(Back): Kelly Habraken, Brittany Jenkins, Olivia Malone, Miah Smith, Sabine Atrill, Tessa Hickson, Wendy Lee (Front): Freya Lord, Tash Wakelin (C) Sadie Stewart, Elle Archer, Aimee Unwin, Amelia Harvey. Photo / Supplied
A group of mostly young players are paving the way forward for women’s representative cricket in the Bay of Plenty.
History was made last month when the first-ever senior women’s Bay of Plenty team representing the region traveled to Napier for a T20 invitational.
Finishing third, the team played matches against Wellington’s North City, Havelock North, Upper Hutt United and Parnell cricket clubs.
Rotorua-based off-spinner Kelly Habraken was the lead wicket-taker with six from 16 overs for a net rate of 3.06 runs per over. Opening bat Aimee Unwin came away with 65 runs from four innings, including one 50.
It was the first time team skipper and Year 12 Aquinas College student Tash Wakelin played in a Bay of Plenty women’s representative team.
“[The tournament was a] really nice and good environment to learn and grow as cricketers, as well as grow women’s cricket a little bit more.”
The Hawke’s Bay T20 Women’s Invitational was the result of years of development in the female space resulting in a surge of age group cricket locally.
The 13-strong team had their traveling and fees paid for by the Bay of Plenty Cricket Association.
For Habraken, who picked up the pads last year after a 10-year break, it was “a pleasure” to be part of the team.
She started playing at Westbrook Primary, continuing at John Paul College and through the Northern Districts development squads before making the senior women’s team.
When she was in high school, there were no specific female teams and she played in the men’s grade.
Over the years, local numbers had dwindled, but she has recently been elected onto the Rotorua Cricket Board to promote the female game.
“We’re trying to get more opportunities for our young girls.
“When I started playing, we played on mixed teams, and that’s where things started picking up because there were more females coming through.
“That’s what we need to do – get out and play mixed cricket at a young age. If you’re playing against boys, that’s okay. They might teach you a thing or two, but resilience as well.”
Tauranga’s Wendy Horneman, a former Auckland and Northern Districts representative, said it was an “enjoyable weekend”.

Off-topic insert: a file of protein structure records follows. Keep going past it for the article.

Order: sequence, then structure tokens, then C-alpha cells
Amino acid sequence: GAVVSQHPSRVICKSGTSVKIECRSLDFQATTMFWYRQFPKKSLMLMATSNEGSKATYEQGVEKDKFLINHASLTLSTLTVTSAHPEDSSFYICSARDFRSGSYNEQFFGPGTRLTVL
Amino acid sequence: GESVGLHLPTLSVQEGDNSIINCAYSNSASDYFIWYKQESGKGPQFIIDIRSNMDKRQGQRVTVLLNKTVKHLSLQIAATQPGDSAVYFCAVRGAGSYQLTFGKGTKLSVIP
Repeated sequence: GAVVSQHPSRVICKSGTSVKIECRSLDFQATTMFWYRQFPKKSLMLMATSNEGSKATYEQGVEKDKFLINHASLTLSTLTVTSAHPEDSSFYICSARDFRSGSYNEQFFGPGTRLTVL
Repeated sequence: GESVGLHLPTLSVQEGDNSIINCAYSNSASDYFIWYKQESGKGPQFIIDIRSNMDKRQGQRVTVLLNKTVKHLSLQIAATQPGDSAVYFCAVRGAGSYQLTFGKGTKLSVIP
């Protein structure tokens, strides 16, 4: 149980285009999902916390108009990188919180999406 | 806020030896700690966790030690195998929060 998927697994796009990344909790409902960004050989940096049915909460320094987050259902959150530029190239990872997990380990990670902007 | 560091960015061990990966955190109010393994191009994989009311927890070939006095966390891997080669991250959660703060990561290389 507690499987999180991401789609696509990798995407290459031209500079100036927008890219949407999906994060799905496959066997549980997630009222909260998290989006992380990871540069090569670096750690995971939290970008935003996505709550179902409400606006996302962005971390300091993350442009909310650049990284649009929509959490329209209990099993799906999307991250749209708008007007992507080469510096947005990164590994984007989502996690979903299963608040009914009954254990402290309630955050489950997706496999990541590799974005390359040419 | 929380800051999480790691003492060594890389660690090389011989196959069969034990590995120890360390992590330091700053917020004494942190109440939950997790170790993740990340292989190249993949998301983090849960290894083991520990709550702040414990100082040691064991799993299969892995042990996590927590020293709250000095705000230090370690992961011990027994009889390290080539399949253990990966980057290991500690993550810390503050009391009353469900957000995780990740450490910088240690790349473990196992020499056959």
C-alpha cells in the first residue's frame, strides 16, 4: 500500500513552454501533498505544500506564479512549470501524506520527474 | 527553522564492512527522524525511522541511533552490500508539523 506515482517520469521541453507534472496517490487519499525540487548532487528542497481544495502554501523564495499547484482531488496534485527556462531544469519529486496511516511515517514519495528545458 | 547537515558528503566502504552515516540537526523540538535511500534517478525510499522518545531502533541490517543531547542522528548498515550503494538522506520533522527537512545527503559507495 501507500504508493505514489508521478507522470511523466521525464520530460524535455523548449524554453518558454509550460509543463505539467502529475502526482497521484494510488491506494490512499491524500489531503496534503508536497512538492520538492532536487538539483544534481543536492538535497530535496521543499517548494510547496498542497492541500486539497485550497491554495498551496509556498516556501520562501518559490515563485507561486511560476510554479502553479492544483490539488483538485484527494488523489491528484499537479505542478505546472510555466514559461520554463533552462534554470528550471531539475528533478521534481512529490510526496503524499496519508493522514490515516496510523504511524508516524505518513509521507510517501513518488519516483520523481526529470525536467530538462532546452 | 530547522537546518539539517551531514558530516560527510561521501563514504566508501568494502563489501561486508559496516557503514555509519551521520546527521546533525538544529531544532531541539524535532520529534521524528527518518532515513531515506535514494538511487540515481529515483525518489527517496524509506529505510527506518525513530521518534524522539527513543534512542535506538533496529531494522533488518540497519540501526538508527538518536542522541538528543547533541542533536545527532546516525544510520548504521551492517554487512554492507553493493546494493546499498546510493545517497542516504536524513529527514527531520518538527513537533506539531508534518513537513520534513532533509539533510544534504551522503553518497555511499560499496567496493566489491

“That was mainly due to how well-organized things were behind the scenes and the great skills and attitude that the team had,” she said.
“You could see with each game the girls improve in different areas, and their confidence growing when things they tried came off successfully.”
In the seven years she has lived in Tauranga, Horneman had not come across any officially organized senior women’s cricket competition, but understood the junior cricket numbers were good.
“There certainly needs to be more opportunities for local girls to play regular cricket at a decent standard in order to improve the quality of cricket overall, and playing in such tournaments is one way of doing so if a local competition isn’t yet an option .”
BOPCA chairwoman Emma Talbot said there were “really big numbers” coming through intermediate and secondary school, and now was the time to take advantage of that.
In the past, female-only teams traveled to the odd ad hoc tournament, but now “feels like the right time to put some funding into it”.
“There are actually tournaments we can play in now. It’s a commitment from the board toward the ongoing sustainability of a premier women’s team.
“We’ve got the player base that can support that now and we have got a motivated board that will look for funding, to fund coaches and trips.”
She said age groups and secondary school women’s tournaments have always been around, but female-only premier-level cricket had been missing recently.
“We’ve got good competition for the first time, and we’re looking to strengthen that by giving them more game time.
“We were able to cover the cost of the Napier trip and all their fees, which was great this time. It has always been at the cost of the player, but [we] never expect that from our men.
“Once you reach premier, it should be equitable opportunities. There’s a commitment from the board to have equitable opportunities for women in the Bay.
“There is a team for everybody and every age group. There is a team for any female to play cricket in the Bay; there is a team for you.”
Kingsley Smith, whose daughter Miah was in the team, coached, and said he was motivated to create a pathway for women beyond school.
Born and bred in the Bay of Plenty, Smith had played first-class cricket in New Zealand, and played in England, too.
“Having experience at a reasonable level, I thought I’d help, and it became greatly obvious that there’s no real pathway, in terms of synergy, with the men’s game.
“For a young teenage boy there’s a pathway, but for a girl, there’s not, really. Once you hit 19, you’ve got to play with the boys or give up.”
Smith said the Napier tournament was “a great catalyst” for women’s cricket in the region and “was a pleasure” to be a part of.
“There’s been nothing like this in the past, and right now, we need to shake the tree and see what players are there, and also bring new people to the game and grow that space.
“At the moment, we’re in that zone of saying to the women out there, there’s a pathway – make contact and we’ll make damn sure there’s a place for you. We will find an opportunity for you; not an issue.”